From the senior management to the clerical and support group levels, this study addresses the possible pitfalls and triumphs of implementing information technology (IT) into organizations in terms of organizational strategies, structures, and communication methods. Issues of human-computer interaction, ethics, privacy, and security are raised to help facilitate a sociopragmatic and constuctivist understanding of IT culture.
IT influence is being felt throughout modern organizations, from the senior management level to various clerical and support group levels. As IT has grown in sophistication along a broad range of technical aspects and features, organizational personnel have witnessed changes in organizational life and ways of doing business that have transformed their thinking about what it means to contribute effectively and efficiently to the well-being of their organizations. IT has influenced organizational strategy making, has altered organizational structures and cultures, has reshaped organizational communication and learning and has changed management thinking about organizational design. Computing Information Technology: The Human Side addresses both the pitfalls and triumphs of implementing information technology into organizations.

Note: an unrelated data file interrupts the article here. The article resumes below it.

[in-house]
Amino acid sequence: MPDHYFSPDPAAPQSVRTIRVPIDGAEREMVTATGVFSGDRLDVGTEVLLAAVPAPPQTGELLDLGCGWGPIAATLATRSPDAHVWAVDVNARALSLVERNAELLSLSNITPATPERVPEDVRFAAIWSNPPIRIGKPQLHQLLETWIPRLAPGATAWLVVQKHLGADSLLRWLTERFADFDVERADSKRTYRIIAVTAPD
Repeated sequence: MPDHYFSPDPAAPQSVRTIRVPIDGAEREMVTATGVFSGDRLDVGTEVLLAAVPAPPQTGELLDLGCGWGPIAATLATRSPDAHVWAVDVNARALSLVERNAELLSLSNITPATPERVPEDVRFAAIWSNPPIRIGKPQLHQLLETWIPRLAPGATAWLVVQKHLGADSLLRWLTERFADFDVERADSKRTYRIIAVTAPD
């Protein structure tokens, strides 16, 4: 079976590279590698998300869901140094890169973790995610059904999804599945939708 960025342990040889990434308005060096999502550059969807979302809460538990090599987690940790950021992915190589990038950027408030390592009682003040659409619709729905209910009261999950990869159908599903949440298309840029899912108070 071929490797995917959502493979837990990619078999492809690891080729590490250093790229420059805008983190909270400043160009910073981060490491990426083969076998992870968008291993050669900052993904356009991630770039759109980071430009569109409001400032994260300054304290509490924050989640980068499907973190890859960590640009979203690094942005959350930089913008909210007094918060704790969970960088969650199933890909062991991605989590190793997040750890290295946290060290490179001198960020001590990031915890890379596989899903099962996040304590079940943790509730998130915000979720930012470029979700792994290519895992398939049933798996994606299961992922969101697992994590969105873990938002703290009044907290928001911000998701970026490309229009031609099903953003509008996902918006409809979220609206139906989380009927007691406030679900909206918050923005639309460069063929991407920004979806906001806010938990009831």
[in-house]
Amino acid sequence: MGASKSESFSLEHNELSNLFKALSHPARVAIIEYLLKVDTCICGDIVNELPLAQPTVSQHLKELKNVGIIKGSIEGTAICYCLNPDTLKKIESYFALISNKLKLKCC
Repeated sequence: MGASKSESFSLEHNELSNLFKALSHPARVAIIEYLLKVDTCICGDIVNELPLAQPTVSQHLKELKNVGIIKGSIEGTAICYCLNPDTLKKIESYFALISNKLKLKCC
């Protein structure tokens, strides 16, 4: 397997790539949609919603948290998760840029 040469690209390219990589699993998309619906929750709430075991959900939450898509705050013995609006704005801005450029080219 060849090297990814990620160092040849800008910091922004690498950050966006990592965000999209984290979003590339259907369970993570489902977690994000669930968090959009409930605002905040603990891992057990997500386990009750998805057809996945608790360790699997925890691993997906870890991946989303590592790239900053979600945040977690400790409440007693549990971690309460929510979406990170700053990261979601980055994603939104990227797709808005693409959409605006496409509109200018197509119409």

About the Editor
Steven Gordon is an associate professor of information systems and technology at Babson College, USA. He is a co-author of the textbook Information Systems: A Management Approach. Dr. Gordon’s research and consulting interests focus on two areas: organizational structure for the delivery of information technology services and e-commerce in the financial service industry. His research appears in the Communications of the ACM, Information & Management, Journal of Global Information Management, Information Systems Management, the International Journal of Service Industry Management, and other academic journals. He is a global associate editor of the Journal of Information Technology Cases and Applications and serves on the editorial review board for the Journal of End User Computing.